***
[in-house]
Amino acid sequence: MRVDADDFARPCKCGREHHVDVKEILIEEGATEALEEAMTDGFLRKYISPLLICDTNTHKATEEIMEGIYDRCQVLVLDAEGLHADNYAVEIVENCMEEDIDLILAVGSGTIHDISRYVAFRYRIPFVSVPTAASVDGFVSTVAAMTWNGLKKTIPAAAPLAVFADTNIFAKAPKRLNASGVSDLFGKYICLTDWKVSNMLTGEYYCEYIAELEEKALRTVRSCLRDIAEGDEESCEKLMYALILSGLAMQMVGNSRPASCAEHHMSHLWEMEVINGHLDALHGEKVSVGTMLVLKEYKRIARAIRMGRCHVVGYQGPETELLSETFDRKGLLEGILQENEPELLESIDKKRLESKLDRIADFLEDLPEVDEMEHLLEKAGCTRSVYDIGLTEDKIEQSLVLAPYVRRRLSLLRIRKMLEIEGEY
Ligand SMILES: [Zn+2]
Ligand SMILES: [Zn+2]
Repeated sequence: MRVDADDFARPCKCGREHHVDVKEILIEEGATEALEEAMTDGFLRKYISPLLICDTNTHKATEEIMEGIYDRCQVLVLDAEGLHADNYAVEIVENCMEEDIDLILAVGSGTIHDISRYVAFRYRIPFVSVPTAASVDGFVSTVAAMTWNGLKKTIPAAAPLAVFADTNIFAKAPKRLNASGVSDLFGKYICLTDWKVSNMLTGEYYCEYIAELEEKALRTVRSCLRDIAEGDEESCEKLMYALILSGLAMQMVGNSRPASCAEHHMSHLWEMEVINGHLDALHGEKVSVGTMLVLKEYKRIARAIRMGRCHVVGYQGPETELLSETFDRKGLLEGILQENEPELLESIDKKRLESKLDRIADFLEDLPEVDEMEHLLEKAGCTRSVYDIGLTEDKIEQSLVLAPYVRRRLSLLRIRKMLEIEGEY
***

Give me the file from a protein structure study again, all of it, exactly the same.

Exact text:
[in-house]
Amino acid sequence: MRVDADDFARPCKCGREHHVDVKEILIEEGATEALEEAMTDGFLRKYISPLLICDTNTHKATEEIMEGIYDRCQVLVLDAEGLHADNYAVEIVENCMEEDIDLILAVGSGTIHDISRYVAFRYRIPFVSVPTAASVDGFVSTVAAMTWNGLKKTIPAAAPLAVFADTNIFAKAPKRLNASGVSDLFGKYICLTDWKVSNMLTGEYYCEYIAELEEKALRTVRSCLRDIAEGDEESCEKLMYALILSGLAMQMVGNSRPASCAEHHMSHLWEMEVINGHLDALHGEKVSVGTMLVLKEYKRIARAIRMGRCHVVGYQGPETELLSETFDRKGLLEGILQENEPELLESIDKKRLESKLDRIADFLEDLPEVDEMEHLLEKAGCTRSVYDIGLTEDKIEQSLVLAPYVRRRLSLLRIRKMLEIEGEY
Ligand SMILES: [Zn+2]
Ligand SMILES: [Zn+2]
Repeated sequence: MRVDADDFARPCKCGREHHVDVKEILIEEGATEALEEAMTDGFLRKYISPLLICDTNTHKATEEIMEGIYDRCQVLVLDAEGLHADNYAVEIVENCMEEDIDLILAVGSGTIHDISRYVAFRYRIPFVSVPTAASVDGFVSTVAAMTWNGLKKTIPAAAPLAVFADTNIFAKAPKRLNASGVSDLFGKYICLTDWKVSNMLTGEYYCEYIAELEEKALRTVRSCLRDIAEGDEESCEKLMYALILSGLAMQMVGNSRPASCAEHHMSHLWEMEVINGHLDALHGEKVSVGTMLVLKEYKRIARAIRMGRCHVVGYQGPETELLSETFDRKGLLEGILQENEPELLESIDKKRLESKLDRIADFLEDLPEVDEMEHLLEKAGCTRSVYDIGLTEDKIEQSLVLAPYVRRRLSLLRIRKMLEIEGEY